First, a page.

Hello world!

And welcome to mine. It is a bit madcap so I hope you enjoy my witterings about it. I am not going to harp on about who I am – you can make your own mind up about that.

Today I am going to witter about that upcoming festival that is Christmas. We cannot get away from it; so I might as well give in and join in. Hubby and I don’t have children in the traditional sense, but we do have a dog – and like many other dog people, he is our child. This is him – the gorgeous Doofus Ben Dog and he is the only one in our family we buy for.

Of course we will be treating him to the new Pawsecco or some doggy beer that is on the market now. It might actually mean that he won’t try and steal our wine when our backs are turned! This is really important – dogs’ livers do not metabolise alcohol the way we do – it’s really not good for them, so it’s blooming fab that there are doggy (and catty) versions for them now.

                          

Ben is an old man now – 14 and a bit, and one half of a pair of twins I adopted whilst I was living in Spain. We lost his sister, Sophie, last year. To be honest, I really didn’t think either of them would get to the age that they have so I’m immensely proud of this pair of reprobates. They have always been a bit on the wild side. Hunters, not especially other animal friendly and certainly not toy orientated which, at times, made life incredibly awkward. Any plush toys were annihilated within minutes. Finding things to amuse them has always been difficult.

Whilst in Spain, I would walk them in the hills behind the village where I lived but I often came home without the dogs; they just vanished into the hills. They were fast, knew the terrain and would explore. They would cross a gully and I would see them disappear into the depths of the hills, their curly tails bobbing just above the grass and plants as if waving me goodbye. It was their version of ‘up yours, see you later’.

I would worry myself stupid and was often to be seen in the dark with my flashlight at the foot of the hills calling out for them till I was blue in the face, but to no avail. Sophie would come home after an hour or so and Ben would turn up at the back door at about 9pm, looking most pleased with himself but expecting his dinner to be out and his bed all plumped up ready for him to flop onto after his feed. I haven’t got a clue what the pair of them got up to, but I do have a fair idea that it involved chasing rabbits, wild boar (not the brightest of dogs), birds, cats (I know they killed one) and anything else that was alive to start with! I once caught Ben in the garden with a mouse or vole in his mouth. I succeeded in getting him to drop it; only for Sophie to pick it up and run off with it.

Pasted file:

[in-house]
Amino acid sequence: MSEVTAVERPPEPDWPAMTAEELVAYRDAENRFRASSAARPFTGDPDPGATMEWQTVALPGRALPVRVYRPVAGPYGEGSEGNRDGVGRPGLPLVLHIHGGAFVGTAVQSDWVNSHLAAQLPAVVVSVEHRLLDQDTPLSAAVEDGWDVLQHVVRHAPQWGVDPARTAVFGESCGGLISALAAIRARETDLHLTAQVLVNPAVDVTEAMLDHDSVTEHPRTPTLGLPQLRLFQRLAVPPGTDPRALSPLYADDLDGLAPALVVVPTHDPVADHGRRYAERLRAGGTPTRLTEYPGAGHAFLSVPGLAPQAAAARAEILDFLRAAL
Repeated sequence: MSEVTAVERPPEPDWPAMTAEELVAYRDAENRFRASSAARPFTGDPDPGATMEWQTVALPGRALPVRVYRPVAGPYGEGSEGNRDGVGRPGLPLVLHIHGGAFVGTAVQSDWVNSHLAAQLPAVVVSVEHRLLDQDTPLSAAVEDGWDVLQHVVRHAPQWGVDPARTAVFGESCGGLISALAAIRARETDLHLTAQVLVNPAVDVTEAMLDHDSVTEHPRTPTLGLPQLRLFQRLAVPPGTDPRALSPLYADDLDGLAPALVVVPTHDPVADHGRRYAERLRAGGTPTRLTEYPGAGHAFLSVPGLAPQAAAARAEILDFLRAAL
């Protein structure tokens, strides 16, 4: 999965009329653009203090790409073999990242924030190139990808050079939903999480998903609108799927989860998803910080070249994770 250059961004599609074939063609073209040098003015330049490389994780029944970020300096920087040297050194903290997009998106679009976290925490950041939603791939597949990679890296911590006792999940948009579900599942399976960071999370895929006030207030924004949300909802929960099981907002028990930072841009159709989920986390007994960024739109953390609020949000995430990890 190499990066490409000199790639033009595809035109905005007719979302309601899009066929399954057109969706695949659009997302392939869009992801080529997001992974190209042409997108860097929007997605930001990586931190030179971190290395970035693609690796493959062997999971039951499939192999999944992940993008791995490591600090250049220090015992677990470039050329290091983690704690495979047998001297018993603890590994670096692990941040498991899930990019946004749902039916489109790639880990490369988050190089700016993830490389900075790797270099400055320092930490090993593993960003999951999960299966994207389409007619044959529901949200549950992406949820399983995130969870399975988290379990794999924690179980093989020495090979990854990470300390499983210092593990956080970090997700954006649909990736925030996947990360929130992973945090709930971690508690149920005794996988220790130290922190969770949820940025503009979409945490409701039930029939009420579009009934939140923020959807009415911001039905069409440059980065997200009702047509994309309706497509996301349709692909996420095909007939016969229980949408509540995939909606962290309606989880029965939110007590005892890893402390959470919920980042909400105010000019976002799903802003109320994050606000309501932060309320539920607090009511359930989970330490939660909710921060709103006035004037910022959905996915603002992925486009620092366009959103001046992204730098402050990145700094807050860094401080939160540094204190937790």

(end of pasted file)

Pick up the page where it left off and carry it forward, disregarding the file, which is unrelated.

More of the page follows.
When I came back to live in England, walking them became even more interesting. I tried to avoid confrontation with other dogs and to curtail their hunting by walking them at ridiculous o’clock (5am) and letting them run on the beaches around here. Trust me, it was not easy; they had honed their hunting skills in Spain and worked seamlessly as a team, each knowing their role and which body part to go for. 

Since losing Sophie, Ben has changed. Both hubby and I thought he would really struggle without Sophie. Of course he misses her; he has no one to clean his ears out now!

He is more laid back but no longer likes being on his own – it was always Sophie who was the twitchy, more needy of the two. But gone are the days when I can be in the bathroom with the door closed. He eats when he wants – Sophie is not there now to eat his food and push him out of the way. He is deaf, possibly due to ear cleaning service I provide compared to Sophie’s – I try, honest I do, but he is not keen on the grooming aspect of his life and there is no way I am doing it the Sophie way; even I have my limits. He also seems to be going a wee bit dotty. I think he, like many of us when we get older, gets up and goes to the kitchen or the back door only to forget what he has gone there for. He comes back into the living room, lies down then remembers what he had meant to do and goes through the whole thing again. Maybe I should be searching for a super sized dog flap! Sound familiar? If Ben had his own set of keys, he would spend half of his time looking for them.

So, we are now trying to keep his ageing mind agile and are on the hunt for a pressie for our boy for Christmas. His body is getting old and he cannot walk as far any more, so his opportunities for getting the stimulation from reading his pee mails is reducing.

Ben does have a couple of Kong toys and this is what we squirt cheesy stuff in – he cannot get enough of it. The green toy itself is simple; Ben can lick the gooey stuff out and then when he knocks it over he can spend ages trying to get it right side up again. Great for his co-ordination! You can see a video of him playing with it here:  https://youtu.be/CCUGBZkZ0Yk

                  

As the option of buying a live cat, mouse, or rabbit for the sole purpose of Ben’s entertainment (hunting) is ludicrous, there is the need to explore the interactive toys that are out there. There seem to be a good few but obviously for the Doofus Ben Dog they need to be food orientated; a ball chucking device just will not cut it. This means lots of investigation and hopefully a good bit of shopping ont interweb (no going in shops for me).

I’ve already found a couple – cannot decide which will suit the Ben Dog the best… that might mean he gets the lot!

                               

Of course, as with all children, supervision is necessary when dogs are playing with their toys. Don’t leave them alone in case they swallow any of the smaller parts.

Next time if you’re lucky, and you have not already seen it, I’ll show you some doggy toe porn!

Until next time.

The Blogwoppit xx

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